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W. Protzman, III, MBA, CPM is a Shingo Prize-winning author and internationally renowned Lean consultant with over 31 years’ experience in materials and operations management. He spent more than 13 years with AlliedSignal, now Honeywell, where he was an aerospace strategic operations manager and the first AlliedSignal Lean Master. He has received numerous special recognition and cost-reduction awards. Charles was an external consultant for DBED’s World Class Maryland Consortium while he was with AlliedSignal. He had input into the resulting World Class Criteria document and assisted in the first three initial DBED World Class Company Assessments. Charles has taught students in Lean principles and Total Quality from all over the world.

In November of 1997, Charles Protzman formed Business Improvement Group, LLC (B.I.G.). B.I.G. is located in Baltimore, Maryland and specializes in implementing Lean Thinking. Charles has spent the last 18 years implementing successful Lean product line conversions, kaizen events, and administrative business system improvements (transactional Lean) across the globe.

Charles participated in numerous benchmarking and site visits including a two-week trip to Japan in June 1996 where he worked with Hitachi in a kaizen event. He is a Master facilitator and trainer in TQM, total quality speed, facilitation, career development, change management, benchmarking, leadership, systems thinking, high performance work teams, team building, Myers Briggs Styles Indicator, Lean thinking and supply chain management. He also participated in Baldridge Examiner and Six Sigma management courses. He was an assistant program manager during Desert Storm for the Patriot missile-to-missile fuse development and production program.

Joyce Kerpchar, PA
is a Shingo Prize-winning author and health care expert, with over 30 years of healthcare industry experience and currently serves as a director at Florida Hospital Orlando, which is part of the Adventist Health System, an acute-care, tertiary hospital caring for more than 1.5 million patients a year. She joined Florida Hospital in 2001, and has held a variety of roles, as interim director of strategic for surgical services, director of the Institute for Surgical Advancement, a senior consultant implementing Lean across the eight campuses in a variety of clinical departments, is a Six Sigma Black Belt and is a certified MBTI instructor, product and project manager roles developing and implementing software applications.

She began her career as a board certified physician’s assistant in cardiovascular and thoracic surgery and primary care medicine. Prior to joining Florida Hospital, she held a variety of administrative positions in healthcare-related industries, which included managed care operations and contracting for a PruCare/Prudential Healthcare who served 200,000 members in nine counties in Central Florida, Product Management for Avio Corporation, a provider of information technology for ambulatory healthcare organization, and was a partner in a consulting firm which specialized in business and market entry strategy for high tech start-ups.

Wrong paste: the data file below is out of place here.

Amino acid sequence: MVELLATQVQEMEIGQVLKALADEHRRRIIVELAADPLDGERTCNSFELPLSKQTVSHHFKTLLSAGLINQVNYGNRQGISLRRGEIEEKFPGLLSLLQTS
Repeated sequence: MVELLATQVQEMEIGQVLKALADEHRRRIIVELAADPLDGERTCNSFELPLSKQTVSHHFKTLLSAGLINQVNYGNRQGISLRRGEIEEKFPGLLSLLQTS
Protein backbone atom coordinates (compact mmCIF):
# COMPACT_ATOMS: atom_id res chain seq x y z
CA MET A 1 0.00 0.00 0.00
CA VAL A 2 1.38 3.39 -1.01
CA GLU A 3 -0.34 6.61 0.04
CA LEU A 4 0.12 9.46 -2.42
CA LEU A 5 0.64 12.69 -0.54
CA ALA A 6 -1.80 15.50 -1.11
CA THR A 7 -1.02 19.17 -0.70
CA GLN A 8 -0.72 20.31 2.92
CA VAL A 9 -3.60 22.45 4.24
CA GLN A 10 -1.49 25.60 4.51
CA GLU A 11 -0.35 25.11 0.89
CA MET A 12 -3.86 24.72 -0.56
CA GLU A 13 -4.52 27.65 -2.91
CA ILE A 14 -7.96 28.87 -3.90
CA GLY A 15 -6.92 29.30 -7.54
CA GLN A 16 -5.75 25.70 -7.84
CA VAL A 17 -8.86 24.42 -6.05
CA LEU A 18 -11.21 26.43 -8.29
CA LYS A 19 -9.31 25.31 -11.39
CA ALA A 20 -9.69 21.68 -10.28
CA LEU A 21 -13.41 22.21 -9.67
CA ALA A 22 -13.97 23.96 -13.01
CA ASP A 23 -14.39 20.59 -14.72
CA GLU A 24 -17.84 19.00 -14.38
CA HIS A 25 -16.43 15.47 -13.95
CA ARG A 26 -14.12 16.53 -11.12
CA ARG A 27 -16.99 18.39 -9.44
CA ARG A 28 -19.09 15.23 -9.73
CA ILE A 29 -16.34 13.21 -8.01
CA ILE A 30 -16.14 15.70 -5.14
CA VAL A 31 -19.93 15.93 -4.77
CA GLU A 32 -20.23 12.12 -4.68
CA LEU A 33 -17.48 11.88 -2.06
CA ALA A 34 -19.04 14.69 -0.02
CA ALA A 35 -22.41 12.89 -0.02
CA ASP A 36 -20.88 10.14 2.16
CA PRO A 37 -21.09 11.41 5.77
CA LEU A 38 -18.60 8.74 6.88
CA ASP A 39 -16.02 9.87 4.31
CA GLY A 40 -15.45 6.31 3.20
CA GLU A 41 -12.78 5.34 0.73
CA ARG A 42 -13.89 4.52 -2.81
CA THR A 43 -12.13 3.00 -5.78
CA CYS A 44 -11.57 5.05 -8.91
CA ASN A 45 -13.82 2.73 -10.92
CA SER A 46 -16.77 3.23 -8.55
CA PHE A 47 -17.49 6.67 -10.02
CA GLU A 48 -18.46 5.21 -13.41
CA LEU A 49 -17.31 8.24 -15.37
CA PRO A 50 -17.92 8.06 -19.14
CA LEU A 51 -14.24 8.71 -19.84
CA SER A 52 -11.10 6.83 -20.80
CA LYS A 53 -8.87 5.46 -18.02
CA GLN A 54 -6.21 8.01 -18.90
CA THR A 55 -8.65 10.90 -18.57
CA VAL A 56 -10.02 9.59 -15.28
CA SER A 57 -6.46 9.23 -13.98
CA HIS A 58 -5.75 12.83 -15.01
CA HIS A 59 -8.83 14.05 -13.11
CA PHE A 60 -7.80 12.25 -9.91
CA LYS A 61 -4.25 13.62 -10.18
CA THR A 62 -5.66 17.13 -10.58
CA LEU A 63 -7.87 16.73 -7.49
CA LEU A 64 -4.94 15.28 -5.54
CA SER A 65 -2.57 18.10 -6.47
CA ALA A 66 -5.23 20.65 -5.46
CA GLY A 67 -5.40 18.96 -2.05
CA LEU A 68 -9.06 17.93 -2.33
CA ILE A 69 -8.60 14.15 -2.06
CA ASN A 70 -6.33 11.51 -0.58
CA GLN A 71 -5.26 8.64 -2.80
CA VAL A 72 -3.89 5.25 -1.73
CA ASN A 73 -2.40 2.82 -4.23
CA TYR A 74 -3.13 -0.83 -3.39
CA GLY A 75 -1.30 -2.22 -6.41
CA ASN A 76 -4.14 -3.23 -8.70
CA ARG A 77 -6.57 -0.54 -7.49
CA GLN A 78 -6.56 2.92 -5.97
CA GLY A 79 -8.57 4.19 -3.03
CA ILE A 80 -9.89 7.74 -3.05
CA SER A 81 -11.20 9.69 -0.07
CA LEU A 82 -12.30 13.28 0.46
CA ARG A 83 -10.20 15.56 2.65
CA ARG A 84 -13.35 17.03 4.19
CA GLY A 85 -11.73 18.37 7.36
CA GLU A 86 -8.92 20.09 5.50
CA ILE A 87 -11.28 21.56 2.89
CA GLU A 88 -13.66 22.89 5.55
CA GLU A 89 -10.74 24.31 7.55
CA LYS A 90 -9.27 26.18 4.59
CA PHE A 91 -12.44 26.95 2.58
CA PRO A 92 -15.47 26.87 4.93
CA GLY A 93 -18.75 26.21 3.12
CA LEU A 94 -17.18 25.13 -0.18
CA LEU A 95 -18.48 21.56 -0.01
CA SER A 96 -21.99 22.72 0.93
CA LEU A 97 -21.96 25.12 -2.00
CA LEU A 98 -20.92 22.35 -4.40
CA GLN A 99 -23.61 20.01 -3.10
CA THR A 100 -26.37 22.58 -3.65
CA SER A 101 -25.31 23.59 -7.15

Ms. Kerpchar is passionate about leveraging Lean in healthcare processes, to eliminate waste and reduce errors, to improve the overall quality and reduce the cost of providing healthcare.

Dr. George Mayzell, MD, MBA, FACP is the senior chief medical officer and chief clinical integration officer for Adventist Midwest Health. He joined the organization in January 2013 after serving as CEO of Health Choice and senior vice president of Methodist Le Bonheur Healthcare in Memphis, Tenn.

Dr. Mayzell has more than 30 years of experience in medicine and is a board certified internist and geriatrician. He received his medical degree from the University of Medicine and Dentistry of New Jersey and his MBA from Jacksonville University.

He previously served as senior medical director of managed care for University of Florida and Shands Hospital. He spent more than 10 years with Blue Cross Blue Shield of Florida, working as regional medical director for care and quality and corporate managing medical director for pharmacy and care. Additionally, he has more than 10 years of practice experience.

Mayzell has co-authored two books, Leveraging Lean in Healthcare and Physician Alignment: Constructing Viable Roadmaps for the Future.